Claudia Calirman is associate professor at John Jay College of Criminal Justice, New York, in the Department of Art and Music. Her areas of study are Latin American, modern, and contemporary art. She is the author of Brazilian Art under Dictatorship: Antonio Manuel, Artur Barrio, and Cildo Meireles (Duke University Press, 2012), which received the 2013 Arvey Book Award by the Association for Latin American Art. She has received an Arts Writers Grant from Creative Capital/Warhol Foundation to write her second book on contemporary women artists from Latin America. Calirman is also a lecturer at the Museum of Modern Art in New York and has cocurated several exhibitions, including Basta! Art and Violence in Latin America for the Anya and Andrew Shiva Gallery at John Jay College in 2016.

Graciela Carnevale is an artist and teacher. She was a member of the Grupo de Artistas de Vanguardia de Rosario, an Argentine collective that organized such seminal exhibitions as Tucumán Arde (Rosario, Argentina) and Ciclo de Arte Experimental (Rosario, Argentina) in the 1960s. She halted her artistic career upon the group’s dissolution, but returned to work with several collectives in the 1990s. She has since established an extensive archive of the Grupo’s artwork, including other work from the 1960s and 1970s in Argentina. Since 2003 Carnevale has also organized El Levante, an independent initiative for the research and production of critical knowledge from established art practices, with Mauro Machado. From this platform she participates in collaborative projects and became a member of the Red de Conceptualismos del Sur. Carnevale’s work is included in Radical Women: Latin American Art, 1960-1985 at the Hammer Museum in Los Angeles.

Isabel M. Castro is a visual artist, educator, and curator. She is a graduate of the USC Roski School of Fine Arts and the USC Rossier School of Education and holds an M.A. from the Specialized Arts Program at the USC Annenberg School of Journalism. As a photographer she has had numerous exhibitions in the United States, Latin America, and Europe. She has also curated numerous milestone Chicano and Latino art music/sound exhibitions. Early in her career served as founder, board member, and executive director of Plaza de la Raza Center for Arts, Education, and Culture. She continues to work in photography, employing both traditional and new technologies. She teaches in Los Angeles and lectures in the United States and abroad. Castro’s work is included in Radical Women: Latin American Art, 1960-1985 at the Hammer Museum in Los Angeles.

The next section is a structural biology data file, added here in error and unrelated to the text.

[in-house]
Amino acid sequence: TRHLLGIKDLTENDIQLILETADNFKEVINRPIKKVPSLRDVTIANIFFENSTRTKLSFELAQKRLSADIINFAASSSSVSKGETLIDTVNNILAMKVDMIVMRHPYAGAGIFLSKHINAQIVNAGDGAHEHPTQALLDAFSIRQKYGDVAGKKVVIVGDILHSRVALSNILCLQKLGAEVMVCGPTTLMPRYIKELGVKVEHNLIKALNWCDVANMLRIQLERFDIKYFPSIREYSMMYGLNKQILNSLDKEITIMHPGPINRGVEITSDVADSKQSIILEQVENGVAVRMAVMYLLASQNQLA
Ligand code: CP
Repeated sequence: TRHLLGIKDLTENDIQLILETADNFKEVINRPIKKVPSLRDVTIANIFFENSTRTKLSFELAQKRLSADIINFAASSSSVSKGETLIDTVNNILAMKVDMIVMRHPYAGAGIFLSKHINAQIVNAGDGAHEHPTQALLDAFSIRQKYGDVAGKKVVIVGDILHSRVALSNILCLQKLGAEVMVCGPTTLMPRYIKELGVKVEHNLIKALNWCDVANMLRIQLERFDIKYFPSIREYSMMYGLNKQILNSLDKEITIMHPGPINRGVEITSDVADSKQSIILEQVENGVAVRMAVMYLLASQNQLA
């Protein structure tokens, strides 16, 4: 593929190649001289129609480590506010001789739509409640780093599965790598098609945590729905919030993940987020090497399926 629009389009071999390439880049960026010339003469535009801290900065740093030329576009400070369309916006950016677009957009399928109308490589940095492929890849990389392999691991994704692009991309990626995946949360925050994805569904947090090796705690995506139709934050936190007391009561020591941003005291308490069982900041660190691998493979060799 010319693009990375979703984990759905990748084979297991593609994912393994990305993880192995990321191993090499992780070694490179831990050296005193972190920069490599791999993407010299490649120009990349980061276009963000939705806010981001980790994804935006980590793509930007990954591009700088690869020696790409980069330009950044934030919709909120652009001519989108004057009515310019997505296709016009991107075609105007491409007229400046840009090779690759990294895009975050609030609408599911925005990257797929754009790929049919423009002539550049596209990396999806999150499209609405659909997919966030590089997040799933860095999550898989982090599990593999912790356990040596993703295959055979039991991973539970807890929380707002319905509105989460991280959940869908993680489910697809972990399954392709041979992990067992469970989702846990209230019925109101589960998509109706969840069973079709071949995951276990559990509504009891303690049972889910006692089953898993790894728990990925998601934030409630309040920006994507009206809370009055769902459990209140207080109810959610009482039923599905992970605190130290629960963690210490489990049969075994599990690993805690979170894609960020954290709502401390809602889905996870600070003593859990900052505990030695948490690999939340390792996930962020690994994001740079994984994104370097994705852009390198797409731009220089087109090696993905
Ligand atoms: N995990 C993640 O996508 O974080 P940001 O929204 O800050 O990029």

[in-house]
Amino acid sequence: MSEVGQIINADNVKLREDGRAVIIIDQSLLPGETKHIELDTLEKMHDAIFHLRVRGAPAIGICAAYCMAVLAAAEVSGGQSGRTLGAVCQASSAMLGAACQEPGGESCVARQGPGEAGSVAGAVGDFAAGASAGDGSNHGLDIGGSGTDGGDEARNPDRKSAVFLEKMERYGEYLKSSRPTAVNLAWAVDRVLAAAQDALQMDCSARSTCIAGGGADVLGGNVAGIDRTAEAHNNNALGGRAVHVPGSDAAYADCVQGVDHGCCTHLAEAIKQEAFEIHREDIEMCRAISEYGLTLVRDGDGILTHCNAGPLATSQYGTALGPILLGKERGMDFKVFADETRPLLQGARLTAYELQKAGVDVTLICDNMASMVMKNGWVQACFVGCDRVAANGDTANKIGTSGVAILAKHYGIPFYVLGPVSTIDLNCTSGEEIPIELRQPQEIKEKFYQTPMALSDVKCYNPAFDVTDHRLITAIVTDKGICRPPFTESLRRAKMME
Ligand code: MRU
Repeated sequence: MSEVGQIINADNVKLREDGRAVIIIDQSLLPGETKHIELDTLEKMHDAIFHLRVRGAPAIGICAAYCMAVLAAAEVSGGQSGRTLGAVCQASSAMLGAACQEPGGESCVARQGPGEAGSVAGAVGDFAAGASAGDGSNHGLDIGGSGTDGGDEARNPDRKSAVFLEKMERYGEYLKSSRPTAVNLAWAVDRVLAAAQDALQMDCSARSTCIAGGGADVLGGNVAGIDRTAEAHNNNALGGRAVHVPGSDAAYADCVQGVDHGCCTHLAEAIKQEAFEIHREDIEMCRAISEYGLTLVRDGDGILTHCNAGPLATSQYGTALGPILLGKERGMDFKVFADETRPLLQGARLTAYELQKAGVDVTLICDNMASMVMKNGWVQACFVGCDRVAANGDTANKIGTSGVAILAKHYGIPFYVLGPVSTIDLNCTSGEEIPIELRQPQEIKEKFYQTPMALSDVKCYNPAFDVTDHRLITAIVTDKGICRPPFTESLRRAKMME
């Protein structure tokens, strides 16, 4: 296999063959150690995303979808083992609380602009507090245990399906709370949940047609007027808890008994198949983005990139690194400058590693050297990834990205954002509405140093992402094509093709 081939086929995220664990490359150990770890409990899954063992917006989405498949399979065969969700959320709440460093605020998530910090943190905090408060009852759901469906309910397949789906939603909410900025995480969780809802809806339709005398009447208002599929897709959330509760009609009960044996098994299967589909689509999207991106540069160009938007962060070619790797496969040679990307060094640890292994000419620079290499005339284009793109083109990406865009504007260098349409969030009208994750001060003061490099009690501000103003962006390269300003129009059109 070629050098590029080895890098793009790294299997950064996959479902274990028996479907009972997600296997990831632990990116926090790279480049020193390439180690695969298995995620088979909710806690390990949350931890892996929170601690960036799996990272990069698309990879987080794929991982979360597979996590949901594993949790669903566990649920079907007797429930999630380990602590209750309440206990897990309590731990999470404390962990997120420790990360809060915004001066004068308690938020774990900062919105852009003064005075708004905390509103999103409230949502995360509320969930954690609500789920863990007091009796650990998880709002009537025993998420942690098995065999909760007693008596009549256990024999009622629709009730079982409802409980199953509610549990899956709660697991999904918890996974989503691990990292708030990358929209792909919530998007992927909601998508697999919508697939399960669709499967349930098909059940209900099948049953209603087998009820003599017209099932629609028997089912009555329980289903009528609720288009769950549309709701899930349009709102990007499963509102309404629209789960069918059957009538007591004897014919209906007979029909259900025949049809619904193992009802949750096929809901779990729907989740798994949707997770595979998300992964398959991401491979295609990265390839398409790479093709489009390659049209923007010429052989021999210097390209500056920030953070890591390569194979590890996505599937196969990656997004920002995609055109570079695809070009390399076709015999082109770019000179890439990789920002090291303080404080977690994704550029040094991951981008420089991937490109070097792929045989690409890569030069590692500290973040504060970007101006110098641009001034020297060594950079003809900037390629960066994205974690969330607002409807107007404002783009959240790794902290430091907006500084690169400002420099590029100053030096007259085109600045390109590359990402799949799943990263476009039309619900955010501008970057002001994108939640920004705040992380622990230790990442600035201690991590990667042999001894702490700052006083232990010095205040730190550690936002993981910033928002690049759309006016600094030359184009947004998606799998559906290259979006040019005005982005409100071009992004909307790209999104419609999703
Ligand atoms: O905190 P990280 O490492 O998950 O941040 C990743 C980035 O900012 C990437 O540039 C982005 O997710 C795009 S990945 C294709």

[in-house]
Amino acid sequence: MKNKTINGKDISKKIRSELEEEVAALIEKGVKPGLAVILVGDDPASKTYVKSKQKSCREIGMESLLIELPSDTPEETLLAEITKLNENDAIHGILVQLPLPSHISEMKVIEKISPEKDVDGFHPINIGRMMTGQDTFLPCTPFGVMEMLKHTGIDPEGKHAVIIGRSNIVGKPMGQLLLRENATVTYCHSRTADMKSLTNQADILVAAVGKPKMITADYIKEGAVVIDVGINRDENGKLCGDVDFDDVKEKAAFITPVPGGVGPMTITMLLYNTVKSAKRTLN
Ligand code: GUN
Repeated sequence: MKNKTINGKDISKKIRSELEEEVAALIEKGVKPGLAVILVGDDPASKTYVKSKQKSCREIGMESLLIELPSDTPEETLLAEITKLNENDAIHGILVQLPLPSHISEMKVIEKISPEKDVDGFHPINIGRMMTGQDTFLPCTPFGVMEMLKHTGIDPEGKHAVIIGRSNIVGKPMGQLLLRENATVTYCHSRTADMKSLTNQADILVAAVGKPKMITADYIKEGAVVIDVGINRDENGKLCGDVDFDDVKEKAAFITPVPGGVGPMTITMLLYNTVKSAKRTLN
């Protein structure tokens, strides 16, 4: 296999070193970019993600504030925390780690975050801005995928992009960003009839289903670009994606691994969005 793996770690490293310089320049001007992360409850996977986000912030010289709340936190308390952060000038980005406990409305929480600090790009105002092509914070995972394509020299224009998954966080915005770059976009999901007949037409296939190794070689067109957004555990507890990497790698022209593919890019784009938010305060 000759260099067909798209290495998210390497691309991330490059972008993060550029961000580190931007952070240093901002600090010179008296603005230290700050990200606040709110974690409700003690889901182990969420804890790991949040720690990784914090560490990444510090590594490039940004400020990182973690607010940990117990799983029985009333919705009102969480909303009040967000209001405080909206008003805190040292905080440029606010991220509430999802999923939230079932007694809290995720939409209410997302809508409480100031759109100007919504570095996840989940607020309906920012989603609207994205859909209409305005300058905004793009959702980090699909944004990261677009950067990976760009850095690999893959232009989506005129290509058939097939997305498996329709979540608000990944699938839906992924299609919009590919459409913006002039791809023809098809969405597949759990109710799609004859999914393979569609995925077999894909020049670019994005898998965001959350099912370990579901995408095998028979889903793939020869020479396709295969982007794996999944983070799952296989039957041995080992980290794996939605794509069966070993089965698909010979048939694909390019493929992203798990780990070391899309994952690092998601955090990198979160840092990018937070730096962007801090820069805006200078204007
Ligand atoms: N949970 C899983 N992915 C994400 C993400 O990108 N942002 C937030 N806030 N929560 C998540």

Karen Cordero Reiman is an art historian, curator, and writer. She is professor of modern and contemporary art, art theory, and historiography at the Universidad Iberoamericana and  has taught at the Universidad Nacional Autónoma de México (UNAM) in Mexico City. Her numerous publications on modern and contemporary Mexican art focus on the relationship between the so-called fine arts and popular arts; the historiography of Mexican art; body, feminism, gender, and sexual identity; and museological and curatorial discourses. She is cocurator of Another Promised Land: Anita Brenner’s Mexico at the Skirball Cultural Center, a part of Pacific Standard Time: LA/LA, and contributed an essay about Mexican women artists to the Radical Women: Latin American Art, 1960-1985 exhibition catalogue.

Karen Lamassonne was born and raised in a multicultural and multilingual environment, and has lived and worked in the United States, Colombia, France, Germany, and Italy. Her work as an artist is always autobiographical, responding to her environment and emotions in which eroticism is a silent participant. During the 1980s, Lamassonne lived in Cali, Colombia where she bonded with a dynamic group of artists and filmmakers known as The Grupo de Cali. During this period she began to incorporate her cinematographic experience to create works in photography and video. She also experimented with art direction, costume design, and acting, creating a multifaceted work across the disciplines of fine art, design, film, theater, and music. Since 1990 she has exhibited in Atlanta, Georgia where she  lives and works. Lamasonne’s work is included in Radical Women: Latin American Art, 1960-1985 at the Hammer Museum in Los Angeles.

Miguel A. López is a writer, a researcher, and the chief curator of TEOR/éTica in San José, Costa Rica. He curated Fragile: Patricia Belli. Works, 1986–2015, TEOR/éTica, San José, Costa Rica; Teresa Burga: Structures of Air with Agustín Pérez Rubio, Museo de Arte Latinoamericano de Buenos Aires; the section God Is Queer for the 31st Bienal de São Paulo, Brazil; and was cocurator of Losing the Human Form: A Seismic Image of the 1980s in Latin America with Red Conceptualismos del Sur, Museo Nacional Centro de Arte Reina Sofía, Madrid, Spain. He is cofounder of the independent art space Bisagra, active in Peru since 2014. He has written for Afterall, Manifesta Journal, E-flux Journal, Art in America, ArtNexus, and Art Journal. In 2016 he received the Independent Vision Curatorial Award from Independent Curators International (ICI), New York.